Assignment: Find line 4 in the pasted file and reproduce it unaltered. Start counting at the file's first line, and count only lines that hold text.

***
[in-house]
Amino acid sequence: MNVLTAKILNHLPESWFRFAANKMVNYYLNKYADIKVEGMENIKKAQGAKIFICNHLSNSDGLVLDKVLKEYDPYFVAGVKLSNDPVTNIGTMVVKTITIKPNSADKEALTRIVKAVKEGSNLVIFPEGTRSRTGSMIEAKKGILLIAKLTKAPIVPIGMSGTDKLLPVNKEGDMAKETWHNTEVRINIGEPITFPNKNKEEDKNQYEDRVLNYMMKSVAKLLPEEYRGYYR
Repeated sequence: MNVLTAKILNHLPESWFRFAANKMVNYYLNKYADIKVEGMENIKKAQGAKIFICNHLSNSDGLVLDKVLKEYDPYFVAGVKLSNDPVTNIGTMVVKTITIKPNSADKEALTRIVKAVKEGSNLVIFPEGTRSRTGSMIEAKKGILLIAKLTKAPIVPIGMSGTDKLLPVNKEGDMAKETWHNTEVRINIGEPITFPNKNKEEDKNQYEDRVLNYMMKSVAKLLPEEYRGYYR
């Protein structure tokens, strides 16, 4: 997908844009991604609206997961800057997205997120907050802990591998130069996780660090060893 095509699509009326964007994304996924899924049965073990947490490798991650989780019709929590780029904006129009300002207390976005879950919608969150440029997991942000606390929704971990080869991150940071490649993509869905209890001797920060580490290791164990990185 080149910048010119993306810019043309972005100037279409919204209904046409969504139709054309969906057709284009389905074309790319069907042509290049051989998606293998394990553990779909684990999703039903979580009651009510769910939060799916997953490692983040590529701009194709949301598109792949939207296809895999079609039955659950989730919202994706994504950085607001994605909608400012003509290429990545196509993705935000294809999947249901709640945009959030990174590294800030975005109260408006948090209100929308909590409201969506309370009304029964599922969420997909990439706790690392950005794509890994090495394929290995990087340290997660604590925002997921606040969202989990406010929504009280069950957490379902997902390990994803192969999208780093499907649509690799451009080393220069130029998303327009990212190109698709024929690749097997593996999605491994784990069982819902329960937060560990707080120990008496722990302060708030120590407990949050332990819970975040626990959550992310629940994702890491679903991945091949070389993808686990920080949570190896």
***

């Protein structure tokens, strides 16, 4: 997908844009991604609206997961800057997205997120907050802990591998130069996780660090060893 095509699509009326964007994304996924899924049965073990947490490798991650989780019709929590780029904006129009300002207390976005879950919608969150440029997991942000606390929704971990080869991150940071490649993509869905209890001797920060580490290791164990990185 080149910048010119993306810019043309972005100037279409919204209904046409969504139709054309969906057709284009389905074309790319069907042509290049051989998606293998394990553990779909684990999703039903979580009651009510769910939060799916997953490692983040590529701009194709949301598109792949939207296809895999079609039955659950989730919202994706994504950085607001994605909608400012003509290429990545196509993705935000294809999947249901709640945009959030990174590294800030975005109260408006948090209100929308909590409201969506309370009304029964599922969420997909990439706790690392950005794509890994090495394929290995990087340290997660604590925002997921606040969202989990406010929504009280069950957490379902997902390990994803192969999208780093499907649509690799451009080393220069130029998303327009990212190109698709024929690749097997593996999605491994784990069982819902329960937060560990707080120990008496722990302060708030120590407990949050332990819970975040626990959550992310629940994702890491679903991945091949070389993808686990920080949570190896």